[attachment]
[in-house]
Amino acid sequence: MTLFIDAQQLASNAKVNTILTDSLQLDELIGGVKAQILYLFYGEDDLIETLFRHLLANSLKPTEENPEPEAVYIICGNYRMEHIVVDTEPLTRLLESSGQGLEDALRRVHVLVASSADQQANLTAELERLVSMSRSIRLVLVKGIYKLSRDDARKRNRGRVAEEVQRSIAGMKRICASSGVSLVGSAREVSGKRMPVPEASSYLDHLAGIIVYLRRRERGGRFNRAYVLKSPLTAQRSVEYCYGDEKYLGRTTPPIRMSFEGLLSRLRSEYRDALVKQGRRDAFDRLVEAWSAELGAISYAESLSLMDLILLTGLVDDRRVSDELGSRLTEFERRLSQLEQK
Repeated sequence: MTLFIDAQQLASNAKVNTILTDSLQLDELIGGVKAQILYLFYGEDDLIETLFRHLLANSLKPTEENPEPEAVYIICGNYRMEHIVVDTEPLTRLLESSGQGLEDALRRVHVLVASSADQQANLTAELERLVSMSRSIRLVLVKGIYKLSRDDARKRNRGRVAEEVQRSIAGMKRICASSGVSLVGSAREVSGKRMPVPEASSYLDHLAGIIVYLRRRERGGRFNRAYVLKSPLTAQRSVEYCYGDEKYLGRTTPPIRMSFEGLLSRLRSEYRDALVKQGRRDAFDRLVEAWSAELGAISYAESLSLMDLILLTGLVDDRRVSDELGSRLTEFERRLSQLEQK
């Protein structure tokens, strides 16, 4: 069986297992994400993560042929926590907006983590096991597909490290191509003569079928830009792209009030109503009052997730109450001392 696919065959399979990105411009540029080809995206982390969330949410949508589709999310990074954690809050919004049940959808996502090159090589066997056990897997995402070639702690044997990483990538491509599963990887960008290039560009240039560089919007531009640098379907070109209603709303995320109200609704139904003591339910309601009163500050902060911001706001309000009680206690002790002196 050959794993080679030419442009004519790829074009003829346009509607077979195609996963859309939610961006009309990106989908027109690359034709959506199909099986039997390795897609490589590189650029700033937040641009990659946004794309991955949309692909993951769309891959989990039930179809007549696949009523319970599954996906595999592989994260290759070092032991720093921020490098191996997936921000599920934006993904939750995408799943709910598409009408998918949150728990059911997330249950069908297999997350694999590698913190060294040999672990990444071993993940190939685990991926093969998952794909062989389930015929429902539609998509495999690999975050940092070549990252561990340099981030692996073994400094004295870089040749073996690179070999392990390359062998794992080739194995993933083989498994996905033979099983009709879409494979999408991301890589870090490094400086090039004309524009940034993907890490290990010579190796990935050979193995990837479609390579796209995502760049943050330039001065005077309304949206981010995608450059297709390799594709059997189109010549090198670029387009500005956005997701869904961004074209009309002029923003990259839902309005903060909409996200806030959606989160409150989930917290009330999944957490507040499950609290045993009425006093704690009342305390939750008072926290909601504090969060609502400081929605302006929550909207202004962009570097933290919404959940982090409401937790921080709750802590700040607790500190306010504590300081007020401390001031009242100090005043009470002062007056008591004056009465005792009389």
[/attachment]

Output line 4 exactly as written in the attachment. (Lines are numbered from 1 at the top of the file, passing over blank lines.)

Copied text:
């Protein structure tokens, strides 16, 4: 069986297992994400993560042929926590907006983590096991597909490290191509003569079928830009792209009030109503009052997730109450001392 696919065959399979990105411009540029080809995206982390969330949410949508589709999310990074954690809050919004049940959808996502090159090589066997056990897997995402070639702690044997990483990538491509599963990887960008290039560009240039560089919007531009640098379907070109209603709303995320109200609704139904003591339910309601009163500050902060911001706001309000009680206690002790002196 050959794993080679030419442009004519790829074009003829346009509607077979195609996963859309939610961006009309990106989908027109690359034709959506199909099986039997390795897609490589590189650029700033937040641009990659946004794309991955949309692909993951769309891959989990039930179809007549696949009523319970599954996906595999592989994260290759070092032991720093921020490098191996997936921000599920934006993904939750995408799943709910598409009408998918949150728990059911997330249950069908297999997350694999590698913190060294040999672990990444071993993940190939685990991926093969998952794909062989389930015929429902539609998509495999690999975050940092070549990252561990340099981030692996073994400094004295870089040749073996690179070999392990390359062998794992080739194995993933083989498994996905033979099983009709879409494979999408991301890589870090490094400086090039004309524009940034993907890490290990010579190796990935050979193995990837479609390579796209995502760049943050330039001065005077309304949206981010995608450059297709390799594709059997189109010549090198670029387009500005956005997701869904961004074209009309002029923003990259839902309005903060909409996200806030959606989160409150989930917290009330999944957490507040499950609290045993009425006093704690009342305390939750008072926290909601504090969060609502400081929605302006929550909207202004962009570097933290919404959940982090409401937790921080709750802590700040607790500190306010504590300081007020401390001031009242100090005043009470002062007056008591004056009465005792009389």